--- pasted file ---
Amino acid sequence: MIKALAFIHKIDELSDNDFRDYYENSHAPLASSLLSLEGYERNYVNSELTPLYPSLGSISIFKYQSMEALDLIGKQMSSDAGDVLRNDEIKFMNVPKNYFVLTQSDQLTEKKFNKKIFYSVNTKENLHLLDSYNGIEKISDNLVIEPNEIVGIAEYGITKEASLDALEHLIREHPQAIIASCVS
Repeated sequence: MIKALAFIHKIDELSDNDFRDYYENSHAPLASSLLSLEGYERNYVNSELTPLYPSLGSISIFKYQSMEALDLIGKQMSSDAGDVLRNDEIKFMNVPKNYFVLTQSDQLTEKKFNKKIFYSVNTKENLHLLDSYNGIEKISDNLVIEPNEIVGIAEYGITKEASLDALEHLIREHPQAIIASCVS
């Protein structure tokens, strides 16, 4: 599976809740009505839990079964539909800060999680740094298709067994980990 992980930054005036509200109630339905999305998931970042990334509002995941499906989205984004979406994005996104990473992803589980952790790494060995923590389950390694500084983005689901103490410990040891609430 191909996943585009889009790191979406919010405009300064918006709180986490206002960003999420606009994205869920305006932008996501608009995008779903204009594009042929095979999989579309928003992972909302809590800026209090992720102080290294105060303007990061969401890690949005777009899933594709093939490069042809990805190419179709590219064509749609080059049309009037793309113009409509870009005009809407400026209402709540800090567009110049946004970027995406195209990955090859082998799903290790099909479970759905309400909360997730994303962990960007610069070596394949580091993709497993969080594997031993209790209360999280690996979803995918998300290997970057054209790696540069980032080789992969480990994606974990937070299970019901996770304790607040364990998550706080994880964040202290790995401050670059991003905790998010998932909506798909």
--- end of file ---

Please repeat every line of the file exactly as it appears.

Amino acid sequence: MIKALAFIHKIDELSDNDFRDYYENSHAPLASSLLSLEGYERNYVNSELTPLYPSLGSISIFKYQSMEALDLIGKQMSSDAGDVLRNDEIKFMNVPKNYFVLTQSDQLTEKKFNKKIFYSVNTKENLHLLDSYNGIEKISDNLVIEPNEIVGIAEYGITKEASLDALEHLIREHPQAIIASCVS
Repeated sequence: MIKALAFIHKIDELSDNDFRDYYENSHAPLASSLLSLEGYERNYVNSELTPLYPSLGSISIFKYQSMEALDLIGKQMSSDAGDVLRNDEIKFMNVPKNYFVLTQSDQLTEKKFNKKIFYSVNTKENLHLLDSYNGIEKISDNLVIEPNEIVGIAEYGITKEASLDALEHLIREHPQAIIASCVS
């Protein structure tokens, strides 16, 4: 599976809740009505839990079964539909800060999680740094298709067994980990 992980930054005036509200109630339905999305998931970042990334509002995941499906989205984004979406994005996104990473992803589980952790790494060995923590389950390694500084983005689901103490410990040891609430 191909996943585009889009790191979406919010405009300064918006709180986490206002960003999420606009994205869920305006932008996501608009995008779903204009594009042929095979999989579309928003992972909302809590800026209090992720102080290294105060303007990061969401890690949005777009899933594709093939490069042809990805190419179709590219064509749609080059049309009037793309113009409509870009005009809407400026209402709540800090567009110049946004970027995406195209990955090859082998799903290790099909479970759905309400909360997730994303962990960007610069070596394949580091993709497993969080594997031993209790209360999280690996979803995918998300290997970057054209790696540069980032080789992969480990994606974990937070299970019901996770304790607040364990998550706080994880964040202290790995401050670059991003905790998010998932909506798909």